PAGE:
In ARCS, a resource is defined as a digital representation of a single physical piece in a research collection. ARCS keeps quite a lot of data for each resource. For Isthmia, resources can have several different types like Notebook Pages, Photographs, Inventory Cards, Maps, Drawings, Reports etc.
Notebook Pages are page spreads of a Notebook. They’re seen within the context of the notebook they are a part of. They tend to contain handwritten field notes and reports, pasted photographs, sketches of significant areas and artifacts, and sketches of maps.
Photographs have two types: Scene and Object.
Scenes are establishing shots of a given area giving its context. Many times, scene photographs document trenches. These become helpful when you relate them to one of the maps drawn in the notebooks.
Object photographs are photographs of noteworthy artifacts. These are usually taken in a studio environment against a black background.
Inventory Cards are Isthmia’s way of keeping track of the artifacts archaeologists pull out of the dig. They document the size, shape, significance and any other archival data of an artifact. These cards generally hold a pasted photograph and/or a detailed sketch of the artifact, and on the back is an annotated bibliography of articles featuring that artifact.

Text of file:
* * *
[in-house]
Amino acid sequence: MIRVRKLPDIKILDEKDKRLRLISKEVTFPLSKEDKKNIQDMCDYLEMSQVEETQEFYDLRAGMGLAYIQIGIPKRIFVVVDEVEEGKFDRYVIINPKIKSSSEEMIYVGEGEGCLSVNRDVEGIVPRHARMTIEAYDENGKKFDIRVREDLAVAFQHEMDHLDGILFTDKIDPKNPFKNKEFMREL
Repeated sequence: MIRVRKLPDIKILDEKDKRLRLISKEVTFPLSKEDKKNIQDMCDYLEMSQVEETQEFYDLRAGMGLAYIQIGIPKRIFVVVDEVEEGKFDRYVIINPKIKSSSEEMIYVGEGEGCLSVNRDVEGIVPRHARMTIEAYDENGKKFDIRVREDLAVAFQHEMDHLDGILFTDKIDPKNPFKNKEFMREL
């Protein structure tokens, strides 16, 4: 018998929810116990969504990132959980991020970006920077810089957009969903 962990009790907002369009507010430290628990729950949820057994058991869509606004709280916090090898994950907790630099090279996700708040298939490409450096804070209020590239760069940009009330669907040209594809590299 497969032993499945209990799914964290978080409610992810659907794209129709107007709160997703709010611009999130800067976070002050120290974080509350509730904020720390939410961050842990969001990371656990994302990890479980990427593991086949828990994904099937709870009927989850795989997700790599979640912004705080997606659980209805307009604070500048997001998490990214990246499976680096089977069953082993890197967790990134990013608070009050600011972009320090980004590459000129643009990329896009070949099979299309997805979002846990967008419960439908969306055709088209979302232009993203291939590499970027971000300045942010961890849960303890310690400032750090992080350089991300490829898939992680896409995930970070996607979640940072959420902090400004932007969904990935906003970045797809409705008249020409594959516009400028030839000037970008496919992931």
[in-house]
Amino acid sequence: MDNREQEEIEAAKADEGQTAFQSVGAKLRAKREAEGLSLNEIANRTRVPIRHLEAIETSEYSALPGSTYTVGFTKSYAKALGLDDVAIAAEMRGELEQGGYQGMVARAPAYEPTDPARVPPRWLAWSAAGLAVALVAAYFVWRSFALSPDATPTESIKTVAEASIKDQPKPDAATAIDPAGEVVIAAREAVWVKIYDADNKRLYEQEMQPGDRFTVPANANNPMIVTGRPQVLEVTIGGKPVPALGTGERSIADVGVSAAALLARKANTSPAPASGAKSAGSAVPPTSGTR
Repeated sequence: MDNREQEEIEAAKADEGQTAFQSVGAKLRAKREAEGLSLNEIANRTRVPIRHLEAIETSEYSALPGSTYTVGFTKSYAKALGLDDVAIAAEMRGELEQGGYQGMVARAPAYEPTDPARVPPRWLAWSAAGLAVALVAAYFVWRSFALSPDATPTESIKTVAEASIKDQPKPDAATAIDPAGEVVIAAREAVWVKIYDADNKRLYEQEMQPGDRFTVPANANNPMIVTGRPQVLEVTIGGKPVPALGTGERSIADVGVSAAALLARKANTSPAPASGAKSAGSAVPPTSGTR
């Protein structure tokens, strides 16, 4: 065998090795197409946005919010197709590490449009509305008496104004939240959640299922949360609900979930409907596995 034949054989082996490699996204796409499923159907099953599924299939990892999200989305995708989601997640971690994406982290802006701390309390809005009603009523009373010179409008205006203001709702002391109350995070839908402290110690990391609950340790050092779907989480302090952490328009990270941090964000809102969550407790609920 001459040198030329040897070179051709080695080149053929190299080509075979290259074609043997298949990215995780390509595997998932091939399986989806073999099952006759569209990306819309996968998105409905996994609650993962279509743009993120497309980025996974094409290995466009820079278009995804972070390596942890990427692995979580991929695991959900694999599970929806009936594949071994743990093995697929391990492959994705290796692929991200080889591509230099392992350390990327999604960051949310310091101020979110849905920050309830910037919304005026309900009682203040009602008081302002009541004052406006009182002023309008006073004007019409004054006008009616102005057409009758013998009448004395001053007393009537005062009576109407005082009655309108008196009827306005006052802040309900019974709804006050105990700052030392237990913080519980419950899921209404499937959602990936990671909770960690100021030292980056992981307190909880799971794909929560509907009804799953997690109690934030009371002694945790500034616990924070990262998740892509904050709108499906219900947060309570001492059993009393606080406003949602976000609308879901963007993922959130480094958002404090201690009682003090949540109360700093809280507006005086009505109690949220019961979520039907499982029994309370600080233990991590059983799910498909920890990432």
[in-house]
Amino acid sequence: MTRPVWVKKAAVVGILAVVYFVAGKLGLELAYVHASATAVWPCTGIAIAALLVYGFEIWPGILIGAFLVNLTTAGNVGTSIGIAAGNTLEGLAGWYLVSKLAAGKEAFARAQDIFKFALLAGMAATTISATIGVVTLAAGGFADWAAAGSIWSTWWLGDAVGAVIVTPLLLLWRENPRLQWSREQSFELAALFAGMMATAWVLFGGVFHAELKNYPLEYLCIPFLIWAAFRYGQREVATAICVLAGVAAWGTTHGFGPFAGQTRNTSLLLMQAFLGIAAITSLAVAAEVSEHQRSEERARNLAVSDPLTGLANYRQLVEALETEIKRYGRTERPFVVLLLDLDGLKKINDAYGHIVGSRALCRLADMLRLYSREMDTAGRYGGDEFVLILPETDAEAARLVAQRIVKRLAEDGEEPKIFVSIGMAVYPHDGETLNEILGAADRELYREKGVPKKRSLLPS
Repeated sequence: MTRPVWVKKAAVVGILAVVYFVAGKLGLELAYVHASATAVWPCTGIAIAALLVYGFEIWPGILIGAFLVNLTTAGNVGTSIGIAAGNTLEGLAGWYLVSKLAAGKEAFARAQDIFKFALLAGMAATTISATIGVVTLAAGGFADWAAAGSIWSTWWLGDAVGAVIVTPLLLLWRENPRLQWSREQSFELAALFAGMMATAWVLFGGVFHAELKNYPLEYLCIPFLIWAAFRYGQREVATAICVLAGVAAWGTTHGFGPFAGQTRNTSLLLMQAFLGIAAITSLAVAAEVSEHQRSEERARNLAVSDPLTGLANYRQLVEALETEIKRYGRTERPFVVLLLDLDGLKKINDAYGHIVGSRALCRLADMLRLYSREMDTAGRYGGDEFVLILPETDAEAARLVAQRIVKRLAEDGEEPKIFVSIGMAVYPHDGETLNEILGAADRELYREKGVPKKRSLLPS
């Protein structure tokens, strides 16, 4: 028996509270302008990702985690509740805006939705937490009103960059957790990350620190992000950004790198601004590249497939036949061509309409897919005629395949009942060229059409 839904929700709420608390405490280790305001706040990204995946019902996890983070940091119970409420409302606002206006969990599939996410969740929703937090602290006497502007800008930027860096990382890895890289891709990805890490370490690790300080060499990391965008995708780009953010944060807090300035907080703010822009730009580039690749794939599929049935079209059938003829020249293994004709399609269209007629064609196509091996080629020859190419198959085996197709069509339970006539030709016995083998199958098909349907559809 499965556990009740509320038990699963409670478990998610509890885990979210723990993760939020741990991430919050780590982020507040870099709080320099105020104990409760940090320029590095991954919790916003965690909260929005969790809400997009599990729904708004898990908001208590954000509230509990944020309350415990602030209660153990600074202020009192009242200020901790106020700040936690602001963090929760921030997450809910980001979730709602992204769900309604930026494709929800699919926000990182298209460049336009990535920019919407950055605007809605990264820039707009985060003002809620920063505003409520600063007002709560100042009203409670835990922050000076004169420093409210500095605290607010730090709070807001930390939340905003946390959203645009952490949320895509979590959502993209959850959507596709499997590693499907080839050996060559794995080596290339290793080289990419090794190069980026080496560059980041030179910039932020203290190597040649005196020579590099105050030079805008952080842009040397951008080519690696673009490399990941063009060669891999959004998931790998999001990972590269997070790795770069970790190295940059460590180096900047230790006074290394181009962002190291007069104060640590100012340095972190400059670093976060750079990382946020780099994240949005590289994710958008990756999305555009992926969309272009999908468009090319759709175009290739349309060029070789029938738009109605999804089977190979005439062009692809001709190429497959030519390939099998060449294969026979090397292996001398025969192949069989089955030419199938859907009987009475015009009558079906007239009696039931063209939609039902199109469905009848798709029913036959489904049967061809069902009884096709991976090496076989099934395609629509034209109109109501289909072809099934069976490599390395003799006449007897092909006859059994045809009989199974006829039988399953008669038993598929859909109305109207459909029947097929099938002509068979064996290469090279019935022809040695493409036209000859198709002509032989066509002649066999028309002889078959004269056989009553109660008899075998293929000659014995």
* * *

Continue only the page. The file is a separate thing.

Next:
Maps are maps of areas at the Isthmia dig. Generally these maps are either CAD or otherwise vectored drawings of anything from trenches to areas of the dig to the whole dig site.
Reports are weekly and yearly accounts of the happenings at the dig. These are generally typed documents without drawings for photographs. They do, however, include references to artifacts, photographs and areas of a dig that can be related to inventory cards and maps.
There are various ways through which you can interact with any resource. You can work on a resource in the viewer or in the search page.
The Viewer is the central place where you can interact with a resource. You can see a high-resolution version of the resource, view its attributes, annotate it, view and add keywords, read and contribute to the discussion, and see the resource in the context of a collection. This can be found in the Viewer sidebar as shown below:
The Viewer toolbar is where you can edit resource attributes, flag a resource if you have a problem search within its main collection.
The Resource pool holds a big view of the resource.
The Sidebar enables you to see all the attributes for a parent collection as well as for the resource, all of the annotations, and keywords for a resource. In the discussion tab, you can talk about the resource, its problems or comments you might want to make about the resource.
If you’re in a collection, you will also see the collection carousel at the bottom that shows your resource in the context of the collection, whether it be a research collection, or a book type.
Discussions are comments researchers make expressing opinions or asking questions about a resource in the viewer. These are different from annotations since they don’t declare factual information about the resource.
Adding a discussion is as simple as clicking on the discussion tab, typing your message, and clicking ‘Comment’.